Fiscal policy

The total revenue for the fiscal year 2000/01 improved at the level of 13.5 percent of GDP compared to 13.2 percent for 1999/00. However, the small shortfall to the target of 13.9 percent under the program was mainly due to weaker performance in direct and turnover taxes and import duties.

The Government acted quickly to restrain the current expenditures in response to the revenue shortfall. But, the extra investment spending of the provincial authorities, due to the recent launch of decentralization, caused the domestic bank financing of the budget. Compared to the end June 2001 target, there was an excess of kip 150 billion or 1 percent of GDP, and to the end September target, an excess of kip 246 billion or 1.7 percent of GDP. Since then, the Government has taken substantial corrective measures to strengthen the fiscal position, including through quick tax audits and tighter controls on expenditures and Government bank accounts.

In 2001/02 budget, the Government will improve fiscal discipline. The overall deficit in the program is targeted to be at about 5 percent of GDP and would be financed largely through concessional external loans with limited recourse to domestic bank financing. However, given the uncertainty of the economic environment and the effect of administrative measures, the authorities have projected at 13.9 percent of GDP revenue or an increase of 0.4 percent, from the previous year. Some of the key measures to increase revenue during the fiscal year include: the full adjustment of customs valuation in accordance with the monthly bank exchange rate, the implementation of the recently amended Tax Law and the making of customs revenue a fully national tax. The technical assistance from the Fiscal Affairs Department has been extremely important in implementing these reforms.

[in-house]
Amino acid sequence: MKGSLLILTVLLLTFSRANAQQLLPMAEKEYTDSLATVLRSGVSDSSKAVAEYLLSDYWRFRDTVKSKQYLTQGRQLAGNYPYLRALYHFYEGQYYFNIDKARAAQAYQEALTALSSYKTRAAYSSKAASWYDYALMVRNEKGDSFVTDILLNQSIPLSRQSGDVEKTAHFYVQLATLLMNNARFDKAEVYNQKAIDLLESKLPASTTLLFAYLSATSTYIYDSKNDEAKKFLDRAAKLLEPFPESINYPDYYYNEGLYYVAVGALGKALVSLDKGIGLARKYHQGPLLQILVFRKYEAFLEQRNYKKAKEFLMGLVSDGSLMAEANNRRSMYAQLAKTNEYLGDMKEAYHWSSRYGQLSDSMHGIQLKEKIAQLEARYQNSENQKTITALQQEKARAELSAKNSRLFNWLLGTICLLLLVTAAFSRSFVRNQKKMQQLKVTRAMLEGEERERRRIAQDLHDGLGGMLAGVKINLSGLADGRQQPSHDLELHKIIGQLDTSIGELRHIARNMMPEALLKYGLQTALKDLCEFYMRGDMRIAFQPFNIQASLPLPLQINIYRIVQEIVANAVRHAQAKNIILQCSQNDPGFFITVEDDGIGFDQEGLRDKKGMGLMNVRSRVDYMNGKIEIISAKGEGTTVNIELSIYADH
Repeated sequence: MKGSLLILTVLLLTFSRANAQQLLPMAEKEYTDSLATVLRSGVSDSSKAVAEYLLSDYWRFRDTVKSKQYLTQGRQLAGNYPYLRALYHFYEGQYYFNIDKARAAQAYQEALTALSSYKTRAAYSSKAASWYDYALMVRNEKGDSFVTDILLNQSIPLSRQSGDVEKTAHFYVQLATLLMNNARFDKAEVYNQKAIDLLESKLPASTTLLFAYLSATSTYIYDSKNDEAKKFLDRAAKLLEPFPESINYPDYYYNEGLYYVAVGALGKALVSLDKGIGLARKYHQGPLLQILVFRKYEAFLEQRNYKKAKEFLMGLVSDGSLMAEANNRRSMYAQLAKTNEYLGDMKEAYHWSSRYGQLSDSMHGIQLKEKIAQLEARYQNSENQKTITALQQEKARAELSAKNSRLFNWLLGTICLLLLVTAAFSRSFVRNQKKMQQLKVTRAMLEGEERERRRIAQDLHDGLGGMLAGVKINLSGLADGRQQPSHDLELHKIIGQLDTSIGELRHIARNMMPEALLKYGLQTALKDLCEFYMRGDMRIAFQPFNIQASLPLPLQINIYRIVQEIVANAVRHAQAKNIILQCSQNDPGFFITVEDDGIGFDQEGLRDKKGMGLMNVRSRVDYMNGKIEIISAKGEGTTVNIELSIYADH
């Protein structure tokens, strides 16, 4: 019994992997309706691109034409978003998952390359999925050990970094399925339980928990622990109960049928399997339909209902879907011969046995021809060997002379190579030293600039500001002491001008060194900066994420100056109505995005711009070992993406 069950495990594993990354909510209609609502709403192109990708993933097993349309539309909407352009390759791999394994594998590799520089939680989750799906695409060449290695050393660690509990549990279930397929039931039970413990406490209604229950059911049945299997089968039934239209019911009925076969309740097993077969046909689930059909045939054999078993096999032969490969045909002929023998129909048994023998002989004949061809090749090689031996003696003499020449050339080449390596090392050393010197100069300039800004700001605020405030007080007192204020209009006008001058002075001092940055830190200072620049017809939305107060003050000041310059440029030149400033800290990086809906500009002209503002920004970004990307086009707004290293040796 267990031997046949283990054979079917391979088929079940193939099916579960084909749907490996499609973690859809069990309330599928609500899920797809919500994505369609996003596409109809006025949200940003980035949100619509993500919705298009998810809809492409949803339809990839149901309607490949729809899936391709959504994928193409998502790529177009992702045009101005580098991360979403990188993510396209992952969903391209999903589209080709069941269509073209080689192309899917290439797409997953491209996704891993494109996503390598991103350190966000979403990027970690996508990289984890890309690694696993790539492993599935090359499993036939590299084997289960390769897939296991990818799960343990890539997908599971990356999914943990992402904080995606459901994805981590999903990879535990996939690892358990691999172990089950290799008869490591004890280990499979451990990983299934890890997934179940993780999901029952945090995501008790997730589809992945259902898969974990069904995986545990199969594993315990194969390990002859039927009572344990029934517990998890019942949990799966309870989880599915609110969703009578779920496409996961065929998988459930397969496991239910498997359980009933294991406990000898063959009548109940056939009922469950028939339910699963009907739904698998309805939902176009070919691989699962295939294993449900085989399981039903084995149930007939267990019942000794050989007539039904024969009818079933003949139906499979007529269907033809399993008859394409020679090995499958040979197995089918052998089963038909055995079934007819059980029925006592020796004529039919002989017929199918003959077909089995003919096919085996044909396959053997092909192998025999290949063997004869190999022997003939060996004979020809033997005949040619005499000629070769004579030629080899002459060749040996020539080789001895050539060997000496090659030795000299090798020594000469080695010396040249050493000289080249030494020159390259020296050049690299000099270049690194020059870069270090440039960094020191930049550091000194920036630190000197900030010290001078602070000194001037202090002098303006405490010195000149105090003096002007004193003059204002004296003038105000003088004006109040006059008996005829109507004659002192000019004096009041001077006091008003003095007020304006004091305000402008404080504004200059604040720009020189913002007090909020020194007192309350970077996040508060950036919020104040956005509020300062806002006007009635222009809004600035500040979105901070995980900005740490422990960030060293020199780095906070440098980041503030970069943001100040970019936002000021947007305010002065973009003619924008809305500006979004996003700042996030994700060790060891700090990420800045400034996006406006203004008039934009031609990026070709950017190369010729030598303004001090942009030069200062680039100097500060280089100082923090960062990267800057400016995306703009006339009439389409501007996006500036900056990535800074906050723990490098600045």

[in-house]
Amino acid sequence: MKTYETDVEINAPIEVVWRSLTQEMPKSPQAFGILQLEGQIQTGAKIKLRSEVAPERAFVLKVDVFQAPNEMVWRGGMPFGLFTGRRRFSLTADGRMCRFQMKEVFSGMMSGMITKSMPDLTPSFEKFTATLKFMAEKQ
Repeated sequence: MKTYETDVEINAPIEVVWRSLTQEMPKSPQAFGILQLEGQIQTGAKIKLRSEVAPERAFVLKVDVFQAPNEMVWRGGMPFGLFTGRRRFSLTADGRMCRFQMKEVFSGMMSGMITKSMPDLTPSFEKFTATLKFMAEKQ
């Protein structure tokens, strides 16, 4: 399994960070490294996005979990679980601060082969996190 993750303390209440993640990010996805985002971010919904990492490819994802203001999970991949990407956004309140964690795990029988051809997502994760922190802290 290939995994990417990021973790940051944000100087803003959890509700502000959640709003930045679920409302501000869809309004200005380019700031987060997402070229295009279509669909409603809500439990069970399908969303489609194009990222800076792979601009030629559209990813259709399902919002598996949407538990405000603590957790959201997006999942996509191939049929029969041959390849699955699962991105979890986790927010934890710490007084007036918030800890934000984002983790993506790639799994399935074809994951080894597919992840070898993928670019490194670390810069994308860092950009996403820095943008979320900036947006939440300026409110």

On the expenditure side, the Government will focus more on social sectors and human resource development by increasing its current budget spending, while spending on the capital investment will be reduced. This will keep the ratio of total expenditure to GDP broadly constant. If revenue falls short of the program expectations, the Government will take offsetting measures through restraint on domestically funded capital expenditures, while keeping operations and maintenance, local counterpart funds, and key social sector spending at the budgeted level.

Some of the key measures to strengthen the public expenditure management during the fiscal year are: the Budget Department approval of quarterly allocations of funds for the main current expenditures and separately for large capital expenditures, the rationalization of provincial and line ministry bank accounts, closure of unauthorized accounts, and upgrading of the information system of the budget.